Harmonizing patient engagement
By Emil Hoeck and Christine Phillips
Healthcare stakeholders recognize that there is a clear, ethical rationale to support patient engagement in clinical trials. Setting standards that describe how patient engagement is achieved will lead to research findings that are more pertinent to patients’ concerns and dilemmas.1 However, as there are limited comparative analytic studies to recommend a particular method that improves understanding of patients’ concerns1 and enables comparisons of the methods employed, it is unclear how to best engage patients and how to measure the success of engagement.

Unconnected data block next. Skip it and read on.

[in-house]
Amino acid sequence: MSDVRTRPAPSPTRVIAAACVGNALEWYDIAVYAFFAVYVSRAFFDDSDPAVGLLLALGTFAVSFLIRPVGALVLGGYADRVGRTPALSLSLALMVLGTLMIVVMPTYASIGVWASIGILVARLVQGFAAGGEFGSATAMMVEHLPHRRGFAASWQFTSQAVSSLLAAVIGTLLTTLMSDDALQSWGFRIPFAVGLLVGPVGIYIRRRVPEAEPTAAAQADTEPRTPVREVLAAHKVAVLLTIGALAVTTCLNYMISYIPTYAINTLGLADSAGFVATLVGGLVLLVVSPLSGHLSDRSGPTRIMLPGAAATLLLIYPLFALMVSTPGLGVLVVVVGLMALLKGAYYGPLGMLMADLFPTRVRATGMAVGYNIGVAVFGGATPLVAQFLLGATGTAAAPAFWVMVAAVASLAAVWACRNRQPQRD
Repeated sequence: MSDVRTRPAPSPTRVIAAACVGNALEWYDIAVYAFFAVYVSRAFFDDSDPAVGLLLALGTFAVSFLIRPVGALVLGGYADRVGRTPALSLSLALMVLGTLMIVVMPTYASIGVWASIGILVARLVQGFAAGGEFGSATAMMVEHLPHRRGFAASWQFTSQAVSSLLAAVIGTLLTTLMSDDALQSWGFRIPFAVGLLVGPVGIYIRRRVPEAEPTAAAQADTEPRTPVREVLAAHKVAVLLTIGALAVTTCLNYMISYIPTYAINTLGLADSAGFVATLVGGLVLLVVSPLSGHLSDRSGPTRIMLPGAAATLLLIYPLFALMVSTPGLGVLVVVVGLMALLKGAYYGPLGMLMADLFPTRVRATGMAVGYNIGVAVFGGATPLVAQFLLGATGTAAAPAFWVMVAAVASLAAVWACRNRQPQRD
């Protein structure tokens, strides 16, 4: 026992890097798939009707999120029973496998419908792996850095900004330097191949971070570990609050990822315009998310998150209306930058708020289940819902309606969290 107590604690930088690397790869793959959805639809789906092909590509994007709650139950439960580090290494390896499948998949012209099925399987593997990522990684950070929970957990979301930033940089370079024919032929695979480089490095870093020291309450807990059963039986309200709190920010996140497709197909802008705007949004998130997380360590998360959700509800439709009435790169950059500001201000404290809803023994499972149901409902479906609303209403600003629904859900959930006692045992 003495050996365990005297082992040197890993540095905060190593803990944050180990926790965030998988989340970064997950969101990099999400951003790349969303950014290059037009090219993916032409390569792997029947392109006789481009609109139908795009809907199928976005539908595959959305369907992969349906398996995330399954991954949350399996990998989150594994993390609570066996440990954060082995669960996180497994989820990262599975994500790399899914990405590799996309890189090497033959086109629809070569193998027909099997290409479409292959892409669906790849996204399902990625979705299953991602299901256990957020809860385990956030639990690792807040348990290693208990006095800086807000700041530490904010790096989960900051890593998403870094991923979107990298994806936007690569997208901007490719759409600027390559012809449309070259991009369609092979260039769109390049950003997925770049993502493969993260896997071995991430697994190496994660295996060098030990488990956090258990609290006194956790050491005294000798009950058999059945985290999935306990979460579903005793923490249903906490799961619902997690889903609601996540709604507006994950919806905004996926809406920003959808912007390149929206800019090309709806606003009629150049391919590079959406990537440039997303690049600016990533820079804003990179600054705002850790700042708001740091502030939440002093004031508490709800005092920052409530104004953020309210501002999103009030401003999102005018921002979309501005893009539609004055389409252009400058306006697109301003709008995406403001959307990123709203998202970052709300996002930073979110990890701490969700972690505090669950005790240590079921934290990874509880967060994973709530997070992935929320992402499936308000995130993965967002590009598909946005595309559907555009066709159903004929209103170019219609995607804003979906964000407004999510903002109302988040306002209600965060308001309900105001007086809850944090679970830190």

Patient engagement is well described by the Clinical Trials Transformation Initiative (CTTI) (figure 1). Sustained engagement with patients offers industry- and academic-led research first-hand insights that can help shape clinical trials to the benefit of all stakeholders in clinical development. The engagement process may improve the credibility of clinical trial results and the relevance to the population, and may have an empowering effect on participants. Several studies have also demonstrated a positive impact on patient enrollment, retention and the dissemination of trial results to participants and the community.3,4
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